> Atom requires a unique identifier (atom:id) for each entry. Is this
> > appropriate in a use case where content is being created by a client (as
> > opposed to created content being distributed by the service provider)? In
> my
> > gateway implementation, I can't think of a unique identifier that I can
> use
> > when a client is generating a microblog post on the legacy service.
> Instead,
> > the unique identifier is generated by the legacy domain. I feel that this
> > argument holds true, even in a more generic context than my Legacy
> Gateway
> > implementation: it is not uncommon for service providers to generate and
> add
> > a unique identifier to an object created as a result of a user request.
> By
> > using the Atom data format, the XEP is less flexible.
>
> The unique identifier in your example would be something based on date
> and time of receipt or generation of the post *and* you should then
> include a Source element that outlines what the legacy system is using
> to identify the item, including a URL to the item if possible.
>
> In general anything that flows thru a Gateway should do this, see the
> Salmon Protocol and also the Atom Threading protocol
>
> http://salmon-protocol.googlecode.com/svn/trunk/draft-panzer-salmon-00.html
> http://tools.ietf.org/html/rfc4685
>
> > Atom requires an author for each entry. This appears redundant to me -
> the
> > pep service itself is related to the author, and posts on a microblog are
> > not likely to be authored by someone else than the owner of the blog.
> > Nonetheless, Atom spec requires this element to exist.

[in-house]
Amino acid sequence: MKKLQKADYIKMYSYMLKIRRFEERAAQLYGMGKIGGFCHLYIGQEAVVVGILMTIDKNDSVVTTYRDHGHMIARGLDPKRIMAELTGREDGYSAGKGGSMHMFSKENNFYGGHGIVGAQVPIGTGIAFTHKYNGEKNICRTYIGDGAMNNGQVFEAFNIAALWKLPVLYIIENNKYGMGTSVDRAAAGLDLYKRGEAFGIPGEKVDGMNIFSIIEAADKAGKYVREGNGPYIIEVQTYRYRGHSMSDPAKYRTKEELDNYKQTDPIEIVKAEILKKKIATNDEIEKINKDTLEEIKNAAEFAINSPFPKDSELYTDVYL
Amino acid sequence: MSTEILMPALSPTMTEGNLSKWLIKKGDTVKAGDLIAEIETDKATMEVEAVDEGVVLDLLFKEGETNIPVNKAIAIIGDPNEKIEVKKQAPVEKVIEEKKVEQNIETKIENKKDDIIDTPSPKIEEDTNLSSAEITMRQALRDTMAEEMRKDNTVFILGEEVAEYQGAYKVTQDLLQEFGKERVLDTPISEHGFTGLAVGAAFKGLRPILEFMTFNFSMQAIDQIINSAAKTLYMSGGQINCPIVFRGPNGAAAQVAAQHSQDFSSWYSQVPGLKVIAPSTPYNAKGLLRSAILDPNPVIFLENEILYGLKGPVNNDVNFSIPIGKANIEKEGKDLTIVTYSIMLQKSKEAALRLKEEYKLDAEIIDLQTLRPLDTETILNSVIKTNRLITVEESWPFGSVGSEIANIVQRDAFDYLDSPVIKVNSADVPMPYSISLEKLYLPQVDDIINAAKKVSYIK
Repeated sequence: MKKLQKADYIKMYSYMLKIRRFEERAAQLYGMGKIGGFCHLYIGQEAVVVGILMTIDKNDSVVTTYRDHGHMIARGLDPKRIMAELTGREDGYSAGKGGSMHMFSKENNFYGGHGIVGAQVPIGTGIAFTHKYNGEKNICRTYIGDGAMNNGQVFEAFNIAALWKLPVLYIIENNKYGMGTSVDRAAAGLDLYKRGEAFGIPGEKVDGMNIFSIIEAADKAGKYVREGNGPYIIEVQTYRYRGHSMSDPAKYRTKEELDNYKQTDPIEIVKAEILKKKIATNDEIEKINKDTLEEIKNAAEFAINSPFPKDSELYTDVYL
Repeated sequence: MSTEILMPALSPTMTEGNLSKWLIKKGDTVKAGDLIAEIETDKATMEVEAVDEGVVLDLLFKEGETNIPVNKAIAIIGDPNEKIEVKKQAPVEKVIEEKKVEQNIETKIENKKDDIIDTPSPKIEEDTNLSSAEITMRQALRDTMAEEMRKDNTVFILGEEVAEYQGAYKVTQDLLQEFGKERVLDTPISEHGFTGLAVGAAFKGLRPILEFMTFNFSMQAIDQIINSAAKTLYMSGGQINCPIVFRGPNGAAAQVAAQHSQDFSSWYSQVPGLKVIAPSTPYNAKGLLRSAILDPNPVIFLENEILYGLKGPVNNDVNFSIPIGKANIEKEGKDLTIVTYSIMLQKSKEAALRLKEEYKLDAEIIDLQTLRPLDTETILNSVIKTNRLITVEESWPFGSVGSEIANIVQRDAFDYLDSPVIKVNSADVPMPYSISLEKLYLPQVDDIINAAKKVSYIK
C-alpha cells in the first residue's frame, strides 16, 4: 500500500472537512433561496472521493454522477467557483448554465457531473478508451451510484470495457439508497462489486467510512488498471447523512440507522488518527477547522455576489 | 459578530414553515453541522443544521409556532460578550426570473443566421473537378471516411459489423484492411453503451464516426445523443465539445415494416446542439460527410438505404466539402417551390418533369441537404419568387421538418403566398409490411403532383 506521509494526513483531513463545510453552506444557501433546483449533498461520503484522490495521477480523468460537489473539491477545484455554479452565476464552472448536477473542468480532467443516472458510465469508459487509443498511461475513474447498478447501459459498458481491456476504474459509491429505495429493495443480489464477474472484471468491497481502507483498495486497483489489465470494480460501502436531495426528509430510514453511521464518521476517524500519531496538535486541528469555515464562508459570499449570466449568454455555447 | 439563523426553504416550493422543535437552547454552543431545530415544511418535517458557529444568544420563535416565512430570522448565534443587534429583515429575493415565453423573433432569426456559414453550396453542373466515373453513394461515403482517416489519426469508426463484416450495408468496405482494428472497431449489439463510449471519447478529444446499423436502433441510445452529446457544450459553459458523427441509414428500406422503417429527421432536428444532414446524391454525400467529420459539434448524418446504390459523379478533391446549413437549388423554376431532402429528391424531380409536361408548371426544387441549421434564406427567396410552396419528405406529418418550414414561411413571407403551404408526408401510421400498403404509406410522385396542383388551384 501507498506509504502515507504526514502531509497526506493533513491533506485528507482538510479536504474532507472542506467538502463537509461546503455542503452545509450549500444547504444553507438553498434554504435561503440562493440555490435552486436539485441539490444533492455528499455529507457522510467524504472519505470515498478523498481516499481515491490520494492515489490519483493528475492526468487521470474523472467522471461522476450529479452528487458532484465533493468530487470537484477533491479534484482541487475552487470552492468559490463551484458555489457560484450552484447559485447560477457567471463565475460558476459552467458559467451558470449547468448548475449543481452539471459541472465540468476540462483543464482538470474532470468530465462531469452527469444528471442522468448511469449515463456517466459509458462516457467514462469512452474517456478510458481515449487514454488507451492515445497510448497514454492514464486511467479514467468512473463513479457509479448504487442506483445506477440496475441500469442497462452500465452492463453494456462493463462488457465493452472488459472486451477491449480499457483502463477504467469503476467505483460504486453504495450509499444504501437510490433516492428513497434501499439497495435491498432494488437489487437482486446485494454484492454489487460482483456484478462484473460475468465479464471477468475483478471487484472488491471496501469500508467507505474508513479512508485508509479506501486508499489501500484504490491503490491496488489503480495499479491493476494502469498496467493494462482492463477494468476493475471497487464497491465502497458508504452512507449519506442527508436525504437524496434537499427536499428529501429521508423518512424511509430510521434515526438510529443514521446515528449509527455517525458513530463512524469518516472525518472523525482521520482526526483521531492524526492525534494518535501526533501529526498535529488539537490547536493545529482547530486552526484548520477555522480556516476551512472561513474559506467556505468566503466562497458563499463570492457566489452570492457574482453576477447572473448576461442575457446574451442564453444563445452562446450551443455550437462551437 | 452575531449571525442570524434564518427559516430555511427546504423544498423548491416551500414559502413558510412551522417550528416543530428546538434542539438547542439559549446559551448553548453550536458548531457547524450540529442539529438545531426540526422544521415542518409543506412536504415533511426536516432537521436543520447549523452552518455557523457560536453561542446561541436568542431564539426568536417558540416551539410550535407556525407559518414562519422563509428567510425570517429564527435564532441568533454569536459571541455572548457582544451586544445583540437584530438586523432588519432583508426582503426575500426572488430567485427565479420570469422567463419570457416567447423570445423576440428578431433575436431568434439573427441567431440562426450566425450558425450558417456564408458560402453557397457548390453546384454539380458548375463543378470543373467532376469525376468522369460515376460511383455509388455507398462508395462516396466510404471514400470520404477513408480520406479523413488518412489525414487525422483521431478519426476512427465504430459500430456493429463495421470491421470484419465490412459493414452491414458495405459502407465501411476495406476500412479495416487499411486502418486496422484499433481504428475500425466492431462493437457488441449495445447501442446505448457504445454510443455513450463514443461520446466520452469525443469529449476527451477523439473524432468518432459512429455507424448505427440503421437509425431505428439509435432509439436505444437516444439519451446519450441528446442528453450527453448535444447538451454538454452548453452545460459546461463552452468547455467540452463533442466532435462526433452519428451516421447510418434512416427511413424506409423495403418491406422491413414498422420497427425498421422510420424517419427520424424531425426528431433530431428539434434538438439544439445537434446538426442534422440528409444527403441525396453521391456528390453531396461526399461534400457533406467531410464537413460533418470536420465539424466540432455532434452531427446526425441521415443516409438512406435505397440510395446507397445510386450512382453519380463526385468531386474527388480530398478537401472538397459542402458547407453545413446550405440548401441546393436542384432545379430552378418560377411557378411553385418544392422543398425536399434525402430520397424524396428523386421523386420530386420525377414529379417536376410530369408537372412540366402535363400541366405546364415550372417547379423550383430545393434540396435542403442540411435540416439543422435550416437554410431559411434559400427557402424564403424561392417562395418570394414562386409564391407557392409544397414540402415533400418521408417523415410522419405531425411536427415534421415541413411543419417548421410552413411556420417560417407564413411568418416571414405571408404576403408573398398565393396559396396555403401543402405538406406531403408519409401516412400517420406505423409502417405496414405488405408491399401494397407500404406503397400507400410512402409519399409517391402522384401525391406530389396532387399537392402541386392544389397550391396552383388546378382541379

>
> The Author element is present to allow for downstream consumers of the
> Atom item to be able to have a URL that points to the author without
> having to discover thru web crawling what that author is.  At the
> minimum you just need to provide a URL to the identity url of whoever
> generated the post.
>
> > That's what I ran into so far. I'd be happy to receive your insights,
> > comments and remarks.
>
> IMO the reason to use Atom boils down to the fact that a *lot* of
> activity by some very bright and active people have focused on Atom,
> with some of them extending Atom but that in itself is another reason
> to use it, and they are now generating content that could easily flow
> thru your gateway with minimal processing and still retain a lot of
> the metadata from the source while allowing you to add your own
> metadata.
>
> >
> > Regards,
> >
> >   Guus
> >
>
> p.s. my background in all of this is very behind the scenes and I was
> working on quite a few Atom based services at Seesmic before they
> pulled the plug on the project :(
>
> I'm hoping some of the others in the XSF who are Atom gurus will step
> in and correct or add to my thoughts above.
>
>
> --
> Bear
>
> bear at xmpp.org (email)
> bear42 at gmail.com (xmpp, email)
> bear at code-bear.com (xmpp, email)
> http://code-bear.com/bearlog (weblog)
>
> PGP Fingerprint = 9996 719F 973D B11B E111  D770 9331 E822 40B3 CD29
>
-------------- next part --------------
An HTML attachment was scrubbed...
URL: <http://mail.jabber.org/pipermail/standards/attachments/20100520/035893b9/attachment.htm>


More information about the Standards mailing list